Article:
Understanding a Criminal Defense Attorney

A criminal defense attorney can help you through your arrest, booking, plea, arraignment, and preparation for future court appearances.

Your criminal defense attorney can guide you through the entire legal process, from arrest to court appearance. Throughout this process, you may hear some legal jargon that’s unfamiliar to you. In order to avoid confusion and embarrassment throughout the process of arrest, litigation, and sentencing, it may help you to review the meanings of some key legal terms for aspects of the process.


While this term is probably familiar to you, you may not be aware that your being arrested does not mean that you will be presumed to be guilty; it simply means that you have been accused of a crime and are being taken into custody. If you suspect an impending arrest, it’s best to seek out a criminal defense attorney before that arrest takes place so that you can be advised about how to handle the situation, as well as to possibly negotiate on your behalf, in order to avoid the arrest.


This is the event following an arrest, in which the police take you to the station, separate you from your personal belongings, take your photograph (or mugshot), and get your fingerprints. If the crime of which you’ve been accused is a misdemeanor, you may actually be released after the booking. In some cases, you will be held in jail until a court date, or until bail is posted. In some circumstances, it’s possible that a criminal defense attorney could arrange for you to be released until that date on your “own recognizance.”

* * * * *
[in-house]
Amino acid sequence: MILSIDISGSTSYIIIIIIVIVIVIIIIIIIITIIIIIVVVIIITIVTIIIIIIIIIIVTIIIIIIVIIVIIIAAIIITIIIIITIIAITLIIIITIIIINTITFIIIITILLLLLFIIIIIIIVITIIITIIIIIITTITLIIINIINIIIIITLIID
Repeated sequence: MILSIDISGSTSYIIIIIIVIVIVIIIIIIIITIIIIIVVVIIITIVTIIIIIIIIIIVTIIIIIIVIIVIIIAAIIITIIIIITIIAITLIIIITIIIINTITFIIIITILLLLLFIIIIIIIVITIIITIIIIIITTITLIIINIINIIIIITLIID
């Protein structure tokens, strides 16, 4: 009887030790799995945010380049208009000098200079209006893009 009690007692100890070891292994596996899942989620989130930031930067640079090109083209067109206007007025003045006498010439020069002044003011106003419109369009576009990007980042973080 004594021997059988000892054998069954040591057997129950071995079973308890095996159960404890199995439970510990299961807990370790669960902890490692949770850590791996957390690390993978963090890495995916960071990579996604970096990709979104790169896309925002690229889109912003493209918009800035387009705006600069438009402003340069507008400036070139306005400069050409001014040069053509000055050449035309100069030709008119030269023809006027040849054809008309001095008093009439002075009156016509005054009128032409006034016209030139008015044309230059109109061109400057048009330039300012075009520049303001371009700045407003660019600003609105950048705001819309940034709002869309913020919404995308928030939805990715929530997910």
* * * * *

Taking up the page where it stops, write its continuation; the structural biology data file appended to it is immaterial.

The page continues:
After a waiting period, you’ll be asked to come to court for an arraignment. This initial appearance in court will serve to inform you of the details surrounding the charges brought against you. At this time, your criminal defense attorney will be provided with a copy of the complaints, as well as any other documents relating to the crime with which you’re being charged.


It’s important to note that your lawyer may advise you to “plea” differently than you would think. For instance, even if you are admittedly guilty of the crime, a lawyer might recommend a “not guilty” plea in order to lay the burden of proof on the prosecution. Basically, if your defender thinks that the prosecutor would have a hard time proving your guilt, a “not guilty” plea may well be in your best interest. If your case does end up in court, any doubt of your guilt in the minds of jurors should prompt your release.


Any information or evidence that’s been obtained in an illegal manner is disallowed from being used to prosecute or defend you. Part of a lawyer’s job is to determine whether any such details are being used by the prosecution as well as to make sure not to attempt to use such information to defend you.

As your criminal defense attorney guides you through this sometimes confusing process, you can at least feel a bit less frustrated when you understand the basic steps involved.